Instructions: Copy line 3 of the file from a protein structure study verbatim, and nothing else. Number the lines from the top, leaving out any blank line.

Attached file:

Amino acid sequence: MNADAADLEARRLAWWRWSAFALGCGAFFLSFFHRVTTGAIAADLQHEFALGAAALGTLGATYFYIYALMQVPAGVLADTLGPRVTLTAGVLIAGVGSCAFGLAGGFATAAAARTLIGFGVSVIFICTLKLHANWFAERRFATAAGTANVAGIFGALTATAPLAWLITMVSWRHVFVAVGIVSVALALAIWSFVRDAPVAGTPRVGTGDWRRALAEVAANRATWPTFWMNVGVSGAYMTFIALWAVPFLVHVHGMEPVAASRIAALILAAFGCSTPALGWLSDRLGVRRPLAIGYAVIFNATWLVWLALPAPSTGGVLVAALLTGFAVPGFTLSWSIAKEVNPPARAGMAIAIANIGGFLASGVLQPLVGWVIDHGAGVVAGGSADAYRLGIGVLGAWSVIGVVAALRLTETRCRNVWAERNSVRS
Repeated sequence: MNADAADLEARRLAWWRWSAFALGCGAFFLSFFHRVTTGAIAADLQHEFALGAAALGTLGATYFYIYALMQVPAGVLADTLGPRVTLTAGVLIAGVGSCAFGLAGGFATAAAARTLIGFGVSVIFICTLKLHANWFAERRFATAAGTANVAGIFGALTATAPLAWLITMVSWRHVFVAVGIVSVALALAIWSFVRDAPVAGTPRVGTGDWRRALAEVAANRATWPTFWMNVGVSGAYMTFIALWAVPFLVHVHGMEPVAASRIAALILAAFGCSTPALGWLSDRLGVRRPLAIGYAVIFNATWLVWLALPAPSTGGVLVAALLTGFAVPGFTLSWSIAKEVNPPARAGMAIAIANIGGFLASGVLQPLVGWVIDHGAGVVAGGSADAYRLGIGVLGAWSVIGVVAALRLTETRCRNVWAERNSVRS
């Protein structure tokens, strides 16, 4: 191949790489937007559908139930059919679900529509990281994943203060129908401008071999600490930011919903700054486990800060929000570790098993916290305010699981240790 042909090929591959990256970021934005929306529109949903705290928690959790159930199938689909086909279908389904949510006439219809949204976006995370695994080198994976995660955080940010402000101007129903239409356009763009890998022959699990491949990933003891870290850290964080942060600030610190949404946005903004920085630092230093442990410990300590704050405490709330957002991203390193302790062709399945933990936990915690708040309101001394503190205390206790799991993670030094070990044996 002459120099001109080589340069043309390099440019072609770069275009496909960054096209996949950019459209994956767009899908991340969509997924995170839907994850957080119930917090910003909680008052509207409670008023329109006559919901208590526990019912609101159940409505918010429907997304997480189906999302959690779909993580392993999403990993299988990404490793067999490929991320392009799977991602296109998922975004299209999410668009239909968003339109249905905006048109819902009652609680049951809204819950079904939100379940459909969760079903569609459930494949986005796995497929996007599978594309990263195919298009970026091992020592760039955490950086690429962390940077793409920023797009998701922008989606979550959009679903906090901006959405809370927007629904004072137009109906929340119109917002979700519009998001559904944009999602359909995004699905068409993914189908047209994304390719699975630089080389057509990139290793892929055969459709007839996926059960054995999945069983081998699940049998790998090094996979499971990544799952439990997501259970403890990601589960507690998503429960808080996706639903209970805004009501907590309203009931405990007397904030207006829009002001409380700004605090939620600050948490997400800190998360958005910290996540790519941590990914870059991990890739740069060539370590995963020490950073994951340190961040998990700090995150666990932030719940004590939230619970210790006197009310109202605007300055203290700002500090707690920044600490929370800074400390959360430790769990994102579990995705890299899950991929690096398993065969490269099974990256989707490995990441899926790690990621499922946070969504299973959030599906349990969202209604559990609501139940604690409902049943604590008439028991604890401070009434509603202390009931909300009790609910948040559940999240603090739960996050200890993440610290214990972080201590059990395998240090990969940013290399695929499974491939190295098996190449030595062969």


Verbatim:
């Protein structure tokens, strides 16, 4: 191949790489937007559908139930059919679900529509990281994943203060129908401008071999600490930011919903700054486990800060929000570790098993916290305010699981240790 042909090929591959990256970021934005929306529109949903705290928690959790159930199938689909086909279908389904949510006439219809949204976006995370695994080198994976995660955080940010402000101007129903239409356009763009890998022959699990491949990933003891870290850290964080942060600030610190949404946005903004920085630092230093442990410990300590704050405490709330957002991203390193302790062709399945933990936990915690708040309101001394503190205390206790799991993670030094070990044996 002459120099001109080589340069043309390099440019072609770069275009496909960054096209996949950019459209994956767009899908991340969509997924995170839907994850957080119930917090910003909680008052509207409670008023329109006559919901208590526990019912609101159940409505918010429907997304997480189906999302959690779909993580392993999403990993299988990404490793067999490929991320392009799977991602296109998922975004299209999410668009239909968003339109249905905006048109819902009652609680049951809204819950079904939100379940459909969760079903569609459930494949986005796995497929996007599978594309990263195919298009970026091992020592760039955490950086690429962390940077793409920023797009998701922008989606979550959009679903906090901006959405809370927007629904004072137009109906929340119109917002979700519009998001559904944009999602359909995004699905068409993914189908047209994304390719699975630089080389057509990139290793892929055969459709007839996926059960054995999945069983081998699940049998790998090094996979499971990544799952439990997501259970403890990601589960507690998503429960808080996706639903209970805004009501907590309203009931405990007397904030207006829009002001409380700004605090939620600050948490997400800190998360958005910290996540790519941590990914870059991990890739740069060539370590995963020490950073994951340190961040998990700090995150666990932030719940004590939230619970210790006197009310109202605007300055203290700002500090707690920044600490929370800074400390959360430790769990994102579990995705890299899950991929690096398993065969490269099974990256989707490995990441899926790690990621499922946070969504299973959030599906349990969202209604559990609501139940604690409902049943604590008439028991604890401070009434509603202390009931909300009790609910948040559940999240603090739960996050200890993440610290214990972080201590059990395998240090990969940013290399695929499974491939190295098996190449030595062969």